D. Banerjee reports research funding from AstraZeneca, British Heart Foundation, ESR AstraZeneca, and Kidney Research UK; and honoraria from AstraZeneca, Pfizer, and Viforpharma.

K. Bramham reports consultancy agreements with Alexion, AstraZeneca, and Perkin Elmer; research funding from Alexion and AstraZeneca; honoraria from Alexion, AstraZeneca, and Otsuka; and serving in an advisory or leadership role for Alexion and AstraZeneca.

B. Caplin reports consultancy agreements with LifeArc; research funding from AstraZeneca; and grants from Colt Foundation, Medical Research Council, and Royal Free Charity outside the submitted work.

H. Cairns reports employment with and owns shares in Airslie Ltd, software company.

R.W. Corbett reports consultancy agreements with Baxter.

R. Hull reports consultancy agreements with AstraZeneca, Pharmocosmos UK Ltd, and Travere Pharmaceuticals; speakers bureau for AstraZeneca and Napp Phamaceuticals; and other interests or relationships with Renal Association, UK as an elected Council Member and with the Joint Specialist Committee Renal Medicine, Royal College Physicians, London.

K. McCafferty reports research funding from AstraZeneca; honoraria from Bayer, Napp, Pharmacosmos, and Vifor Fresenius; and speakers bureau for AstraZeneca.

A.D. Salama reports research funding from Chiesi and Natera; honoraria from AnaptysBio, AstraZeneca, Hansa Medical, and Vifor Pharmaceuticals; and serving as Nephrology Dialysis Transplantation Editor and as UK Renal Association Executive Member.

A. Sarnowski reports ownership interest in Baxter and Fresenius and share portfolios on MoneyBox, HEMO, ODX, QBT, and TILS.

C. Sharpe reports consultancy agreements with Novartis Pharmaceuticals; honoraria from Napp Pharmaceuticals, Travere Pharmaceuticals, and Vifor Pharmaceuticals; speakers bureau for Napp Pharmaceuticals; and serving as Editor for BMC Nephrology and as Trustee and Treasurer for the UK Kidney Association.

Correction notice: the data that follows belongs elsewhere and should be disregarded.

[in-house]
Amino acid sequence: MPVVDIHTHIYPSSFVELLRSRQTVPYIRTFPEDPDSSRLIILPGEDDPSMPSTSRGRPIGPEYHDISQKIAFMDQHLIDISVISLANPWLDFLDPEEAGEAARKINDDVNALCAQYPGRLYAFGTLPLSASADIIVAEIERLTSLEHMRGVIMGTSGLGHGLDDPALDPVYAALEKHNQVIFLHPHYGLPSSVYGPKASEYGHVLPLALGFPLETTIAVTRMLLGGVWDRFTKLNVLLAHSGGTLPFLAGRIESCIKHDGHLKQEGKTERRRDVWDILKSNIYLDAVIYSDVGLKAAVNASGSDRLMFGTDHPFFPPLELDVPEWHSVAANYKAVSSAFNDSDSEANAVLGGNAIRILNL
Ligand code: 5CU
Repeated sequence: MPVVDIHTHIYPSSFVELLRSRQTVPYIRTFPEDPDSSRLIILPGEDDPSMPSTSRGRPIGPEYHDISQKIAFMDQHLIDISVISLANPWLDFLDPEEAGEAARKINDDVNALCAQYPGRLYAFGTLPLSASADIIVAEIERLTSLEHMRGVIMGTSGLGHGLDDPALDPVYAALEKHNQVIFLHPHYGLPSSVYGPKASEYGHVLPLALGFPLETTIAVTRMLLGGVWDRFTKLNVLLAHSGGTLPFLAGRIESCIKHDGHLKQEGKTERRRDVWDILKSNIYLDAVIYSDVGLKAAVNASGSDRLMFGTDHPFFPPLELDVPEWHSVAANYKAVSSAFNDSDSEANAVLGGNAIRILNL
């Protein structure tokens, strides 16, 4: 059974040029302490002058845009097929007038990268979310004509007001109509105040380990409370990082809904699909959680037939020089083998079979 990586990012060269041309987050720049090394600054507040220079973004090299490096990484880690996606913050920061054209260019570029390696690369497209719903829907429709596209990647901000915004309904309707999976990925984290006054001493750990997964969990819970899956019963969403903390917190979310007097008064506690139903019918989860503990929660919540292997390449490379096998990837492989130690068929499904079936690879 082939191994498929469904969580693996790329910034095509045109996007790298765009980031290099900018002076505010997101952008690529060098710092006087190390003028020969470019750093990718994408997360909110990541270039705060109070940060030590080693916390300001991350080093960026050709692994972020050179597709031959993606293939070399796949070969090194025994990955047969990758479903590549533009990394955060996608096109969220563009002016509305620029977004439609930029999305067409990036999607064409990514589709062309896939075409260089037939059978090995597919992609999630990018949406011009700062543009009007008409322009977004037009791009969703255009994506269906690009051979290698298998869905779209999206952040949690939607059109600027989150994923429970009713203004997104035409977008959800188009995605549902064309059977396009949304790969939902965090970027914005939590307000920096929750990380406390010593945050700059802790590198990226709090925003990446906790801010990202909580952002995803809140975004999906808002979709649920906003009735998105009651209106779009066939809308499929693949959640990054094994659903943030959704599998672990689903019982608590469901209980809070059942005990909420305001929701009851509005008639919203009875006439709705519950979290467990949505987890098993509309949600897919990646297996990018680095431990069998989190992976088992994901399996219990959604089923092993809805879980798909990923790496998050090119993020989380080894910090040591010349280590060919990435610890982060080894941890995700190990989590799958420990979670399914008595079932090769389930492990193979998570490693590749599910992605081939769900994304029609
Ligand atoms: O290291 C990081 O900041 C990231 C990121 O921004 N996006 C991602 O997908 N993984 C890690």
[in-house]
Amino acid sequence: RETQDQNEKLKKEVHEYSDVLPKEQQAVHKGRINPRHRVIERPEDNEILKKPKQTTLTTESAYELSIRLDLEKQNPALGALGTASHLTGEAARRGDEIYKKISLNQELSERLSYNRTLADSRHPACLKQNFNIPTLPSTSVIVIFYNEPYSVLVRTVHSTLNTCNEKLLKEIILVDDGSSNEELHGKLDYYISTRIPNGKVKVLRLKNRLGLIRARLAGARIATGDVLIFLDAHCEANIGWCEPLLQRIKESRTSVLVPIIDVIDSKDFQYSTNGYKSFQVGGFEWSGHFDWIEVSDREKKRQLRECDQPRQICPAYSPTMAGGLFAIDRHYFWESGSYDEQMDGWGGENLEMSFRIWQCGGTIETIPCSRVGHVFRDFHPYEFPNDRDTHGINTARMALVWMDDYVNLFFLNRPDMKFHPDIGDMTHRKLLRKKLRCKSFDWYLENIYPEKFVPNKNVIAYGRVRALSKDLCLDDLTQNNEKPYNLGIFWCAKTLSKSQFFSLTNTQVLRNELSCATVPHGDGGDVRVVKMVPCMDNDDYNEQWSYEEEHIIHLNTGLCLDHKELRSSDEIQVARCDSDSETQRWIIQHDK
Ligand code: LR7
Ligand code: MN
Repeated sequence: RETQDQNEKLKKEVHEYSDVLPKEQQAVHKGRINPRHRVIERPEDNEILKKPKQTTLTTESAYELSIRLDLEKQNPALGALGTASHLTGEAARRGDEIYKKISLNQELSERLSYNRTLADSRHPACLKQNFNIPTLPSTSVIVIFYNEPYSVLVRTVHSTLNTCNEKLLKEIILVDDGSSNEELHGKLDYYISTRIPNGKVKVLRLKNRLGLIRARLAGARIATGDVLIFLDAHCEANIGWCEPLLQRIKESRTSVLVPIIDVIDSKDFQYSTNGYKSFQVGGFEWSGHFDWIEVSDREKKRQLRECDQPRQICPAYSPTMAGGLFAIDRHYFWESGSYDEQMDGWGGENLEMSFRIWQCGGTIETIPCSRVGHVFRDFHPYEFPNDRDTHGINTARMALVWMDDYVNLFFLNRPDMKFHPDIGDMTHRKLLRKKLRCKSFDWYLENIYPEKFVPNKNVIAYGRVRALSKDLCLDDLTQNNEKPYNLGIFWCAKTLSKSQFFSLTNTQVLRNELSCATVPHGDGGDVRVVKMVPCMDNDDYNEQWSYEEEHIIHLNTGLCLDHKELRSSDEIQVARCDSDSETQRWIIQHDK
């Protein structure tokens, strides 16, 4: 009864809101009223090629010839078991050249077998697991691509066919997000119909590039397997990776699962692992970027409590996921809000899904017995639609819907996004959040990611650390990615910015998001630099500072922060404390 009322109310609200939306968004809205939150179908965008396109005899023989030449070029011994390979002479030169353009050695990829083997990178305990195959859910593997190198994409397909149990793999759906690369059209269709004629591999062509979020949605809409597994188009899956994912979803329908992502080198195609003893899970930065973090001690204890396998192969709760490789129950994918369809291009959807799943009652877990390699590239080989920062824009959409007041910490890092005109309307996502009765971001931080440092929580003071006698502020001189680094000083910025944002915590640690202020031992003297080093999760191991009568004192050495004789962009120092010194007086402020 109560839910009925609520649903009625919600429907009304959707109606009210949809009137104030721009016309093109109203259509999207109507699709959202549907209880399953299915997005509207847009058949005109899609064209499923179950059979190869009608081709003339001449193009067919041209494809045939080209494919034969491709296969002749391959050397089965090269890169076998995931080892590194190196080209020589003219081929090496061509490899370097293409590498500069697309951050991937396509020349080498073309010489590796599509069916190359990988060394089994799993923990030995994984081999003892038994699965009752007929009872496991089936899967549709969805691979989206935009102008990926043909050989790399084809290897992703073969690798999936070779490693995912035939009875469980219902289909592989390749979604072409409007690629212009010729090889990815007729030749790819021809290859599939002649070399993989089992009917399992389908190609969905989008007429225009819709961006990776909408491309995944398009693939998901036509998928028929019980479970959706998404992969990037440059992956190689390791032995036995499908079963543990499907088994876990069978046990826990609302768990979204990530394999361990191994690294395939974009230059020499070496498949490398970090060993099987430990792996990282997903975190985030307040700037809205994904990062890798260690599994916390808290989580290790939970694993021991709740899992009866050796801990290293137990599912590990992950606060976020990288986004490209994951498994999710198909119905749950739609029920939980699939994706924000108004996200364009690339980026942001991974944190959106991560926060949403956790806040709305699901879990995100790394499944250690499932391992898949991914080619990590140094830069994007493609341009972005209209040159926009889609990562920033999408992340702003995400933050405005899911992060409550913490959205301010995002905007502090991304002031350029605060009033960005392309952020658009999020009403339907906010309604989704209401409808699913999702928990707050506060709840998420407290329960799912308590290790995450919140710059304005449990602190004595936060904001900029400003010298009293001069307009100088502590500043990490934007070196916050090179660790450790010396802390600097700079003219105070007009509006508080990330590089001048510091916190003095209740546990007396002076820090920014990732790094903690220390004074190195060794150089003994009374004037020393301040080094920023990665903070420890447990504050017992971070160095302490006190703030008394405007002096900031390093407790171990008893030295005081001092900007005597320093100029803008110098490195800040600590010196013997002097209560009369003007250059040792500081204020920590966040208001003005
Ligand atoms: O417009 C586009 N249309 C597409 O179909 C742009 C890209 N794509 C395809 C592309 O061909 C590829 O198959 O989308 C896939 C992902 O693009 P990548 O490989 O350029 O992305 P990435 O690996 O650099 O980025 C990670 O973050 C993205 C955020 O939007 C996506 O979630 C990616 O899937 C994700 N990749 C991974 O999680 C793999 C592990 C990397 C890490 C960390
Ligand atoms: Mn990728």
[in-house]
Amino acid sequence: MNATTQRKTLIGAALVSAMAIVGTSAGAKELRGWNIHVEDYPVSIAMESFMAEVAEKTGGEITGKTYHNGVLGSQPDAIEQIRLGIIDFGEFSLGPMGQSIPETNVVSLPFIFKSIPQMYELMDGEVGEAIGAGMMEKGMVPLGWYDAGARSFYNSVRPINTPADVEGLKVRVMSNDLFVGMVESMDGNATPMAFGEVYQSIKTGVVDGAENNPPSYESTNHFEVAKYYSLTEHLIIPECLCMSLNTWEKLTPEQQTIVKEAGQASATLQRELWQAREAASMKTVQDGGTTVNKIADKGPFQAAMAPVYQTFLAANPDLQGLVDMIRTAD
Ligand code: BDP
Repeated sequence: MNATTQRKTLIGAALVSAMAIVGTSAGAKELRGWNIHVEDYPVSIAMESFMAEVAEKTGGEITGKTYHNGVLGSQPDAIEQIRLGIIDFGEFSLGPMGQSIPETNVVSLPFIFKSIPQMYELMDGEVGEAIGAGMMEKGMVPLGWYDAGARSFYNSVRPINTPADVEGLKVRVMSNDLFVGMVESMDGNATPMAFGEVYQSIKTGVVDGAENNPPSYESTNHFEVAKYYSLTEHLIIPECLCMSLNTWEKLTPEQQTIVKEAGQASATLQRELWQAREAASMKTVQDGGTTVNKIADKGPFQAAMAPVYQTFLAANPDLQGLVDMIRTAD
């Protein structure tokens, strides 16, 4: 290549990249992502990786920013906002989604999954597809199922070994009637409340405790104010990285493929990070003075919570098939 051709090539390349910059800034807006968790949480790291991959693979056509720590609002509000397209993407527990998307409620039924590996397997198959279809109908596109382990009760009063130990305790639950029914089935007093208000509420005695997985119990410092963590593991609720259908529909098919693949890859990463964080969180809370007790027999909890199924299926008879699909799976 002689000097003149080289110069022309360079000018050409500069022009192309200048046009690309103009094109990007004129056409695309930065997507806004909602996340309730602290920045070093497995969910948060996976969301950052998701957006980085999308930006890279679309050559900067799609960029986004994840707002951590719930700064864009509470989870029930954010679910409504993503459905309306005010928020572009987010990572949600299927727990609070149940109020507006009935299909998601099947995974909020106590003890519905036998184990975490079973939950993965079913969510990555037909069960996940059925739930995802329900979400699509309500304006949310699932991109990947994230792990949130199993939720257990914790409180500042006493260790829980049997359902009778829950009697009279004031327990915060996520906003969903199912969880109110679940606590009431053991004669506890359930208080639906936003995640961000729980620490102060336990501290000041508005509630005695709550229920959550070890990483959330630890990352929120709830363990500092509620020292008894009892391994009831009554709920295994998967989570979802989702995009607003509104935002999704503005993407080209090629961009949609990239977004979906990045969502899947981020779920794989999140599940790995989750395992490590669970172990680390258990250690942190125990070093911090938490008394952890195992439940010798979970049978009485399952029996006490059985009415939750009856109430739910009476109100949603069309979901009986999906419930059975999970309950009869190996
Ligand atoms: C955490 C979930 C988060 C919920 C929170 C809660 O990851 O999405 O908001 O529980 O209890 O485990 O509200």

The article, titled “Severity of COVID-19 after Vaccination among Hemodialysis Patients: An Observational Cohort Study,” will appear online at on June 1, 2022, doi: 10.2215/CJN.16621221.

The editorial, titled “Clinical Efficacy of COVID-19 Vaccination in Patients Undergoing Hemodialysis,” will appear online at on June 1, 2022, doi: 10.2215/CJN.04930422.

The Patient Voice, titled “COVID-19 Vaccination for Patients Undergoing Long-Term Hemodialysis,” will appear online at on June 1, 2022, doi: 10.2215/CJN.04460422.

The content of this article does not reflect the views or opinions of The American Society of Nephrology (ASN). Responsibility for the information and views expressed therein lies entirely with the author(s). ASN does not offer medical advice. All content in ASN publications is for informational purposes only, and is not intended to cover all possible uses, directions, precautions, drug interactions, or adverse effects. This content should not be used during a medical emergency or for the diagnosis or treatment of any medical condition. Please consult your doctor or other qualified health care provider if you have any questions about a medical condition, or before taking any drug, changing your diet or commencing or discontinuing any course of treatment. Do not ignore or delay obtaining professional medical advice because of information accessed through ASN. Call 911 or your doctor for all medical emergencies.